National School Categorisation System »This new system is not purely data-driven but also takes into account the leadership, teaching and learning that goes on in our schools.Learn more »
Action needed to tackle our growing waistlines- Chief Medical Officer
Dr Ruth Hussey outlines the steps the nation needs to take to address the population’s health problems
- Welsh Government funded Community Support Officers – one year on
- Extra £425m for the Welsh NHS in a ‘Priorities for Wales’ Budget 2015-16
- Action needed to tackle our growing waistlines- Chief Medical Officer
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- Implementing the Emissions Performance Standard: Monitoring and Enforcement Arrangements in England and Wales
- Collection and management of devolved taxes in Wales
- Reservoir Safety in Wales: Consultation on the Commencement of Schedule 4 to the Flood and Water Management Act 2010
- Consultation on improving the availability of allotments and community gardens
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Section highlightHousing (Wales) Act 2014The Act introduces significant improvements across the housing sector to ensure that people have access to a decent, affordable home and better housing-related services.
Legislative programme 2014 - 2015 »
Bills that the Welsh Government will bring forward in 2014/2015.Learn more »
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The Wales for Africa grant supports projects that build mutually beneficial links between Wales and Sub-Saharan Africa.
1st Supplementary Budget 2014-15 »
The 1st Supplementary Budget proposes a number of changes to the Final Budget for 2014-15, which was published in December 2013.Learn more »
- Statistics & Research
Foot and Mouth Disease
Among farmed animals cattle, sheep, pigs, goats and deer are affected. Any wild cloven-footed animals can also contract it and carry infection.
Foot and mouth disease (FMD) is caused by a virus of which there are seven main types. Each produces clinical signs that are very similar and the types are only distinguishable in a laboratory. A very small quantity of virus is capable of infecting an animal and the disease can spread rapidly if uncontrolled. The disease can spread on the boots, clothing and even the hands of a stockman who has handled diseased animals. Roads may also become contaminated and virus may be picked up and carried on the wheels of passing vehicles.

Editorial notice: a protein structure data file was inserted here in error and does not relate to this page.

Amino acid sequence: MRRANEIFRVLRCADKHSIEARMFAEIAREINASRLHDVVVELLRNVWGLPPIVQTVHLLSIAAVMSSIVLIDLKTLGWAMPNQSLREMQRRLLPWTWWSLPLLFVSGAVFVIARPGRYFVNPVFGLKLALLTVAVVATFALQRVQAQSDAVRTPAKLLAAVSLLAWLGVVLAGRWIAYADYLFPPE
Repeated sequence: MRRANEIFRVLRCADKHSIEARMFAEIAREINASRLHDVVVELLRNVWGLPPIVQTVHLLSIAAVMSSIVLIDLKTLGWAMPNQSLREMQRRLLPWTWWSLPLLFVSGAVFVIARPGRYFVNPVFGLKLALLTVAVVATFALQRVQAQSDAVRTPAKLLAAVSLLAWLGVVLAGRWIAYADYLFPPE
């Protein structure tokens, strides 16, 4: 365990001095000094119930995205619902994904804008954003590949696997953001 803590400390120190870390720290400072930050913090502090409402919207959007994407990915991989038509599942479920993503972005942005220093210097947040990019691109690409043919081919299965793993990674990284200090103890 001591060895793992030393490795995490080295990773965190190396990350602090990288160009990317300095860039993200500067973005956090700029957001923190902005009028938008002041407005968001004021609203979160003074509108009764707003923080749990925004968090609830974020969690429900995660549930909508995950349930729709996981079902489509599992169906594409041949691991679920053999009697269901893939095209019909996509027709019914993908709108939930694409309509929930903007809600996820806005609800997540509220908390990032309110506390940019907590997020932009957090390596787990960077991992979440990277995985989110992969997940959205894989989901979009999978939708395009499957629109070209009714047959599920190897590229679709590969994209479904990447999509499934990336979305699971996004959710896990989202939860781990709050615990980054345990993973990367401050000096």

After being free of FMD since 1968, Great Britain suffered a return of the disease in 2001. FMD was confirmed first in England on 20 February 2001. The first case in Wales was in Anglesey on 27 February 2001. The entire outbreak lasted for 221 days and had a devastating impact on the farming industry, rural community and the wider economy across the UK. The UK was officially declared disease free on 22 January 2002.
FMD was again confirmed in GB on 3 August 2007 and lasted for 58 days. The 2007 FMD outbreak was confined to a relatively small area of south-east England. The UK was declared officially disease free on 22 February 2008.
FMD is currently endemic in parts of Asia, Africa, South America and the Middle East. Sporadic outbreaks have occurred in previously disease-free areas with Bulgaria most recently suffering an outbreak in Europe in 2011. For the latest news on FMD around the world please visit the Department for Environment, Food and Rural Affairs (DEFRA) website (external link).
The early reporting of any suspicion of disease is vital. If you suspect that any of your animals has FMD you should immediately contact your local Animal Health Veterinary Laboratories Agency office (external link).